As some may remember, right before Hurricane Florence, Banjo experienced some engine problems. We later realized she has water in her oil, which has various possible causes. After Hurricane Florence, and subsequently Hurricane Michael which came right on Flo’s heels, we investigated some of the possible causes of our mystery. Thanks to some friends, and a couple local contractors, we were able to rule out a couple of the possibilities. Unfortunately, this left Banjo in a pickle. Since the issue was not due to the possibilities checked, it left us without answers. More importantly, it left us without a reliable, working engine and the potential of a major overhaul looming.
For the last month and a half, Banjo has been in our “hide-y hole” at anchor. Shannon, the girls and I have really enjoyed being away from the dock and surrounded by nature. However, since the engine was on the fritz, we knew we were going to have to get it addressed. Sooner rather than later. We arranged for TowboatUS to bring us to Deaton Yacht Service, a diesel engine specialist in Oriental, NC. The tow was scheduled for tomorrow, Monday 29 Oct 2018 at 09:00.
Today, as Shannon and I were relaxing and enjoying a beautiful Sunday afternoon, we heard the sound of an engine and a voice hailing “Hello, Banjo!?” We stepped above decks to see John Deaton sitting aboard a towboat named “Captain Ralph.” He said that he was in the neighborhood and wanted to know if we wanted to go ahead with the tow. “Sure, of course,” we replied. After a quick trip ashore to give the girls a potty-break, we stowed the last few items we were planning to stow the following morning and commenced getting Banjo ready for travel. While hoisting the anchor, we noticed the anchor was heavier than usual. As the chain retracted into the anchor locker and neared the end, we discovered the reason for the extra weight. Apparently Banjo had become entangled with a small tree weighted down with a battery box. Scratching our heads, we reasoned that some fisherman had likely created themselves a small fish habitat. After a few minutes and some intervention by John, the anchor rode was freed. We secured the anchor and the towboat powered up for the trip down the Neuse.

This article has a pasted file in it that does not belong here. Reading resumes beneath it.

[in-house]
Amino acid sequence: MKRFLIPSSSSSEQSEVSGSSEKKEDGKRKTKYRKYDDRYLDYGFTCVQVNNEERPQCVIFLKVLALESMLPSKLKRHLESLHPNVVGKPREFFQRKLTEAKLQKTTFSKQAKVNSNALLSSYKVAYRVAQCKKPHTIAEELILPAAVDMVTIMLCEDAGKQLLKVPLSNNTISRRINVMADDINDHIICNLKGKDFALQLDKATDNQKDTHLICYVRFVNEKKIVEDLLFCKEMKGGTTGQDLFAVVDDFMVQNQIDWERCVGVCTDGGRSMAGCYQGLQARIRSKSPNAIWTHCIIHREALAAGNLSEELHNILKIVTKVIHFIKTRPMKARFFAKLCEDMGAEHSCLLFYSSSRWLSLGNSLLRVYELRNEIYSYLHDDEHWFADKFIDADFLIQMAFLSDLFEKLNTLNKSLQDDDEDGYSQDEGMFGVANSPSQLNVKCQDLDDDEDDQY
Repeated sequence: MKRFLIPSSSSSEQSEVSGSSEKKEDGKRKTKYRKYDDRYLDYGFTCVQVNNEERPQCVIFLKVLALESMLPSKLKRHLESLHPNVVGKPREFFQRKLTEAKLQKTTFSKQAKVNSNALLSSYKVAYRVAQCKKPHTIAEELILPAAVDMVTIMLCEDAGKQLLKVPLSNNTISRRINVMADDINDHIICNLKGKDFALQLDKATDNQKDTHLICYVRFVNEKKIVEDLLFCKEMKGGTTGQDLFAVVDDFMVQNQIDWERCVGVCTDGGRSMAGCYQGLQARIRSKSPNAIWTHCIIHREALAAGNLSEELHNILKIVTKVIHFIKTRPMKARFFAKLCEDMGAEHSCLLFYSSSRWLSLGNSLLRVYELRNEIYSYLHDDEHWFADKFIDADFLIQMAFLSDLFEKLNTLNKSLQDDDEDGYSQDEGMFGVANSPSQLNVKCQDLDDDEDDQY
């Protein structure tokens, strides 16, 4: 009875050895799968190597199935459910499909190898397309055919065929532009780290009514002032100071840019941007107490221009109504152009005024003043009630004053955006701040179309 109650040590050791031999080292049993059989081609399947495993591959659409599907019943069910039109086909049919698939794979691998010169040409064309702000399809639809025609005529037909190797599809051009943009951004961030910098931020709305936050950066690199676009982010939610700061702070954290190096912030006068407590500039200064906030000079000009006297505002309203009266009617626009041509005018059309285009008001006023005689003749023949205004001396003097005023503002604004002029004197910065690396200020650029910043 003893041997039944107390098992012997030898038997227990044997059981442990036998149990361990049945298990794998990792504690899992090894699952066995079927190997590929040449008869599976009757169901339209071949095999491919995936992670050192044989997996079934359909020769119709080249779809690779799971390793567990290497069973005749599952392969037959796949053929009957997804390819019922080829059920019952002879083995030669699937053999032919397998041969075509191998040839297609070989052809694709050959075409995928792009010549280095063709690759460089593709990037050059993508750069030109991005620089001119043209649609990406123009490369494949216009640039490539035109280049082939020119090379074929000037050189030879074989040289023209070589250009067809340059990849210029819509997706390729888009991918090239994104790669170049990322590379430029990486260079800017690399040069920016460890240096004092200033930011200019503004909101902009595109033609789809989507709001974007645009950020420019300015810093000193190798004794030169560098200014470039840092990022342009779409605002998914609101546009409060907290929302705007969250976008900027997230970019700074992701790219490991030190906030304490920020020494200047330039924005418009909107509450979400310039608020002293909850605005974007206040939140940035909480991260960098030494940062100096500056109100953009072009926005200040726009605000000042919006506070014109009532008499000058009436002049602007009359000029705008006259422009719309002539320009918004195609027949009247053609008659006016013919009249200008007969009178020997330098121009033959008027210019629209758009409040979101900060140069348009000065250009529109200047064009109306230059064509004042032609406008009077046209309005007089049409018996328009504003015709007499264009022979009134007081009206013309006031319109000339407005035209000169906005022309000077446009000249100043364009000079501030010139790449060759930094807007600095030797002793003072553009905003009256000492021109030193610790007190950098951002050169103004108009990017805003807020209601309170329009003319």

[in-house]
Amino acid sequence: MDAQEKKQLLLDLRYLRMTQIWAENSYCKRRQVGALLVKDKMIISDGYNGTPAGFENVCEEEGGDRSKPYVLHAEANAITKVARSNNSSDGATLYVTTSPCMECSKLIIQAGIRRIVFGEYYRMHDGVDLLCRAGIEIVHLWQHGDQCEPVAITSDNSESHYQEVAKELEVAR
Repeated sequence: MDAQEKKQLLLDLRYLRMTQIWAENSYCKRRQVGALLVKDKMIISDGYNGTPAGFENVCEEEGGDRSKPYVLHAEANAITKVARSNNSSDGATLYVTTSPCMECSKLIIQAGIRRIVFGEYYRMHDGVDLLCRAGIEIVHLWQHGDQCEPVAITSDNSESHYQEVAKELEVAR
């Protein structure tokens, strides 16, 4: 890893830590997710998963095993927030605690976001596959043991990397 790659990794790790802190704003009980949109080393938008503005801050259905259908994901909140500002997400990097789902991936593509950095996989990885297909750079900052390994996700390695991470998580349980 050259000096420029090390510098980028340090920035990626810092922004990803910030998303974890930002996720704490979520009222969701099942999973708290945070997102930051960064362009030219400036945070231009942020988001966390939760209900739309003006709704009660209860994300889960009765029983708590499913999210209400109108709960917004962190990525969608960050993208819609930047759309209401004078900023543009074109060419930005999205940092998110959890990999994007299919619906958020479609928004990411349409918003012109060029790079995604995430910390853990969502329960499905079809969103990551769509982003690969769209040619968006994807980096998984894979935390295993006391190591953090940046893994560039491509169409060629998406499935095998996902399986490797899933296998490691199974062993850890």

Out of the channel and those dastardly beeps
On a couple instances moving out through the Duck Creek Channel, we found shallow water of around 6.7-feet. Our alarms are set for 7.0-feet, so the alarms began to beep. Sadly, both Sagira and Venus found the beeps upsetting. For many years, we had the dogs trained on an invisible fence. They wore collars which would beep if they got too close. We can only assume the beep of Banjo’s alarms triggered memories which left them unable to decide which way to go to make it stop, like they could at the house. After we calmed them down, everything was fine. We would make a recommendation if anyone is looking to cruise with dogs, and you have them on beep collars, that you try something else instead. Many things aboard Banjo beep, and we can often notice a bit of dog panic when it happens.
Once free of the channel, we departed New Bern to the south headed for Oriental, NC. Along the way, we were fortunate to have been gifted with an incredible yellow-orange sunset against a clear blue sky. While under tow, we also took advantage of the opportunity to further acquaint Sagira and Venus with moving around the boat while underway. I took them, one at a time, forward to the bow while Shannon steered Banjo in Captain Ralph’s wake. At one point, Venus gave me the “are you kidding me, we are on a boat?” look.
Vibrations, and not necessarily the good kind